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1938 Leyland Pump Escape BDY508
Fire Engine Photos
No: 12220   Contributor: Bob Graham   Year: 2008   Manufacturer: Leyland   Country: United Kingdom
1938 Leyland Pump Escape BDY508

The third 1938 Leyland from Hastings is the Pump Escape, which was the way it was referred to in its early days. It would be interesting to know how many of these interesting machines were delivered by Leyland; it was available with or without doors, and it seems that one didn't have to travel far in the UK to find one in those days; many continued as First Response units for over a quarter of a century; I took these photos in either 1965 or 1966, so it may well have served for a full 30 years. Younger people may not be aware that this type of fire truck was built during what is known as Art Deco period: in the US and UK.everything was made to look futuristic and "Cool" , thus the rakish rear bodywork treatment; there were actually several versions of limousine-style available, examples of which are seen in this site.
The pumper, built on the LT3 chassis sported a six-cylinder petrol engine of 50 R.A.C. rating developing 115 bhp. According to the Leyland catalog it could carry a crew of 11---wow!; the pump was the standard for this series, 700gpm.
Picture added on 08 November 2008
add commentComments:
What should also be added is that the above shot shows it in its later days, as it was originally built as an open Braidwood machine.
I do have a picture of it in this guise, but it's not my copyright.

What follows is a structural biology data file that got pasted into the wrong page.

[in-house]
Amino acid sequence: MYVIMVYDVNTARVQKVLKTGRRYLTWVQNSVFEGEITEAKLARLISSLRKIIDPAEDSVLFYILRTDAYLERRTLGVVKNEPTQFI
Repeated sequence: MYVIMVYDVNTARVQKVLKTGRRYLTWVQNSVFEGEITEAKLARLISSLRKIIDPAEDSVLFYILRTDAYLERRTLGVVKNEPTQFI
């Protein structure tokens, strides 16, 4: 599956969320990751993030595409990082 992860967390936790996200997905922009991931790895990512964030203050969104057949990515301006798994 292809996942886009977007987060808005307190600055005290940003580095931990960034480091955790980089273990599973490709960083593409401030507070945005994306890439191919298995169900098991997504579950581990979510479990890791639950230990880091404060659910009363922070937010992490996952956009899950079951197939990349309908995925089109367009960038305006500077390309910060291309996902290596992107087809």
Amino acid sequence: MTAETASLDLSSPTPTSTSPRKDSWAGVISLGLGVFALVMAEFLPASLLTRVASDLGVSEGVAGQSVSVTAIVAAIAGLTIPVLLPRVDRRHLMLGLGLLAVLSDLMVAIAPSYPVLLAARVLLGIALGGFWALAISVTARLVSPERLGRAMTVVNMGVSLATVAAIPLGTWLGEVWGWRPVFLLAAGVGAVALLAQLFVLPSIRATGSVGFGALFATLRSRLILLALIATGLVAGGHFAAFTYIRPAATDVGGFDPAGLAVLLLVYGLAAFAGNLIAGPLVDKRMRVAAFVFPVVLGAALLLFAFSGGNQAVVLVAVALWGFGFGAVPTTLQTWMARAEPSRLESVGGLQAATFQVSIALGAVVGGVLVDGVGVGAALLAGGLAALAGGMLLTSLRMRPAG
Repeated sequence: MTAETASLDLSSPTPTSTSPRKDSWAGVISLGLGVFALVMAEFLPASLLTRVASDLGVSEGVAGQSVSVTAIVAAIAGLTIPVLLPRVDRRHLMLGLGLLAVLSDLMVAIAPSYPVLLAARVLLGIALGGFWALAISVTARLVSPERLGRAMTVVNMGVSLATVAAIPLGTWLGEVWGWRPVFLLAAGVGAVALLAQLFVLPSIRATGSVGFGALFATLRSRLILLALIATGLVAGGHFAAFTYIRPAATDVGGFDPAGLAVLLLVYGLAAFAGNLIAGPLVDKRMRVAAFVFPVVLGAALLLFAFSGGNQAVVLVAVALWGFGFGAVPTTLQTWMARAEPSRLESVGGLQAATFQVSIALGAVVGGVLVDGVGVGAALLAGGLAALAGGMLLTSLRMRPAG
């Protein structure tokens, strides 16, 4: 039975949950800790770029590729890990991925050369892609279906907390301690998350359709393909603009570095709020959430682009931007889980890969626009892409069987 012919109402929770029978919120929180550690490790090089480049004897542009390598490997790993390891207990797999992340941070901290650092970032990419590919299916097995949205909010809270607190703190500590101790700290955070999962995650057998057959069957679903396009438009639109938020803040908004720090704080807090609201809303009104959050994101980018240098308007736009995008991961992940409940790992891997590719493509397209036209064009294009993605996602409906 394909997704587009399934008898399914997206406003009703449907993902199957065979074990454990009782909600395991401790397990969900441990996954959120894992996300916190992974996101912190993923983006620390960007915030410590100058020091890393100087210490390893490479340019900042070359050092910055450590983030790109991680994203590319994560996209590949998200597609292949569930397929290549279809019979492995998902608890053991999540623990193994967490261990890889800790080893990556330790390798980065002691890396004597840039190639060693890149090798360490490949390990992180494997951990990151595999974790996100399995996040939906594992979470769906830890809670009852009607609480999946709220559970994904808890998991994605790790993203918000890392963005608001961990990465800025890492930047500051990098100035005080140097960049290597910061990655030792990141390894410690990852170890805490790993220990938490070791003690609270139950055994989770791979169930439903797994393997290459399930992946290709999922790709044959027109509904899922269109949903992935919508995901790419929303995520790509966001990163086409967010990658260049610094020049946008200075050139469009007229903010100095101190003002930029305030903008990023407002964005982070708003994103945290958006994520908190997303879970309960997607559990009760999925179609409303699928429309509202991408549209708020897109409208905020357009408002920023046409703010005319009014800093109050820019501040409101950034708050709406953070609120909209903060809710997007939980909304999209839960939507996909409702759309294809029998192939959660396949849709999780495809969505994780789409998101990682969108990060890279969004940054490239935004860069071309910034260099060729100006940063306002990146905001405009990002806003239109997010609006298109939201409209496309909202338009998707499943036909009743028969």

Added by Ian Moore on 09 November 2008.
"Way Cool, Man" - that is some rig. And, back in 1938, too.

I dearly hope, that she, or a sister, is safely in preservation somewhere - what a combination of form, with function, in such good body-work.

Now, as to her fire-crew; that had to ride [and be seen] in this rig, what were their thoughts ? Probably tend more to the Functional, rather than Artistic Merit, and maybe some Profanity - I bet that there was a suitably evocative nick-name for her.......

As to wedging 11 bods in - well, I can see 3 jammed in front; and 3 in back [rear-facing? bench seat] and 1 standing in each entrance, hanging on to the handle, for 4 more. Total of 10.....

So, do any of our Knowledgable Readers have stories of them/family members riding this remarkable rig; operations, or, even just seeing her in the neighborhood ?

Regards, from Canada,

Added by Pat Rivers-Bowerman on 09 November 2008.
Hello All - me, again;

Bob Graham has posted his pictures of this remarkable 1938 Leyland Fire-Truck trio at Hastings, UK., viz:

1938 Leyland Pump - Limousine - BDY 509 Picture # 12182
1938 Leyland Pump Escape - Art Deco body Picture # 12220 (here!) and
Picture # 12163(in back-ground, at the station)
1938 Leyland Metz TTL [Aerial] Picture # 12124 and # 12163

They are a bit scattered on this 'Site, but well worth seeing as a Fire Station trio.


Added by Pat Rivers-Bowerman on 09 November 2008.
Pat_R-B again;

Hello All;

Bob Graham has posted his other pictures of this remarkable 1938 Leyland Fire-Truck TRIO at Hastings, UK., viz:

1938 Leyland Pump - Limousine - BDY 509 Picture # 12182
1938 Leyland Pump Escape - Art Deco body Picture # 12220 [HERE] and
picture #12163 (in back-ground, at the station)
1938 Leyland Metz TTL [Aerial] Picture # 12124 and # 12163

Worth seeing....

Added by Pat Rivers-Bowerman on 09 November 2008.